Increased risk of motor vehicle accidents

The American Thoracic Society (ATS) recognizes obstructive sleep apnea (OSA) as a risk factor for drowsy driving and motor vehicle crashes due to falling asleep.

Overall risk for motor vehicle crashes is an estimated

2X to 3X greater

in individuals with OSA vs those without

 In patients with high levels of self-reported EDS in OSA,

38% said they had dozed off

at the wheel when driving*

This not only puts the patient at risk, but others as well

*A study of 822 patients newly diagnosed with moderate to severe OSA and referred for continuous positive airway pressure (CPAP). Of those patients, 350 were classified as having EDS, as measured by significantly higher Epworth Sleepiness Scale scores and a higher probability of sleepiness-related complaints.

Decreased workplace productivity and increased risk of disability

According to the 2016 US National Health and Wellness Survey:

  • Patients with EDS in OSA demonstrated greater impairment in presenteeism, overall work productivity, and activity outcomes compared to participants without EDS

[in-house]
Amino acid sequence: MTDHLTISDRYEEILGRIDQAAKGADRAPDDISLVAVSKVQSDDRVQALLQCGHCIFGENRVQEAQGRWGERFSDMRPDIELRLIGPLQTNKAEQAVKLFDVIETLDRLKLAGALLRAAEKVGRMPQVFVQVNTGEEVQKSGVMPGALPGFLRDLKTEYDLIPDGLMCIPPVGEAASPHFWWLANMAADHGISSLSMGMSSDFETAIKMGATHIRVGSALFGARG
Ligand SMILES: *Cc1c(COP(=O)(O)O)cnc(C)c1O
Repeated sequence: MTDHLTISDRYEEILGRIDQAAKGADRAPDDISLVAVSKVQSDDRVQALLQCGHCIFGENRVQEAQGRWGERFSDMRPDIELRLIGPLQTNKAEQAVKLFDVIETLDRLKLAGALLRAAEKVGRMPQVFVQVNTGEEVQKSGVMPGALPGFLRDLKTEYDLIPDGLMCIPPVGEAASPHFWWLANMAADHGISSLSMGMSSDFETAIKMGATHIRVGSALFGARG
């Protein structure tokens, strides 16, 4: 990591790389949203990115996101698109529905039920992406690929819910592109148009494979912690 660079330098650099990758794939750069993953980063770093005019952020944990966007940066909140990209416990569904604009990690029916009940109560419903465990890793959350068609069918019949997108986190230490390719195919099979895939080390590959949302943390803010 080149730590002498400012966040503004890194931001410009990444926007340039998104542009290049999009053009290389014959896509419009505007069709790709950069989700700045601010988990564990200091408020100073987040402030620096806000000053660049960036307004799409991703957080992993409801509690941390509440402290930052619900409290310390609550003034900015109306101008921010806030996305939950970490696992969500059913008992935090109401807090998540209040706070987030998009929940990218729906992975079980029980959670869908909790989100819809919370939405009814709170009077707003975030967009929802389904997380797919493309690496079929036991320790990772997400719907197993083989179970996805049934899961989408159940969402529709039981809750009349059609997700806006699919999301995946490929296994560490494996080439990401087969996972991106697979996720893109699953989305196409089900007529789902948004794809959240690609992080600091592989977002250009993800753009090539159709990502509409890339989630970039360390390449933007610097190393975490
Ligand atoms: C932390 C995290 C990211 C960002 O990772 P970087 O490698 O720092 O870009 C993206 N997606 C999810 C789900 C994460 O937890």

In one study

Patients with EDS in OSA were

13.7X more likely

to report recent work disability vs healthy controls without OSA or EDS4†

†A study of 183 patients referred to a sleep disorder center with suspected OSA. All patients underwent overnight polysomnography after completing a written survey that assessed work disability due to sleep problems, occupational characteristics, and excessive daytime sleepiness (EDS) defined as an Epworth Sleepiness Scale score >10. Patients were grouped into 1 of 4 mutually exclusive categories: (1) OSA present and EDS present, (2) OSA present and EDS absent, (3) OSA absent and EDS present, or (4) OSA absent and EDS absent.

Increased healthcare costs

People with EDS in OSA had significantly more outpatient physician visits per year compared to those without EDS in OSA (P=0.005)5‡

EDS was a significant predictor of increased outpatient visits
(P=0.021) and increased hospitalizations (P=0.046)5‡

‡A study of 2149 patients referred for sleep diagnostic testing with suspected OSA. EDS was defined as an Epworth Sleepiness Scale score ≥10. Healthcare use (outpatient physician visits, all-cause hospitalizations, and emergency department visits) was assessed for the 18-month period prior to diagnostic testing.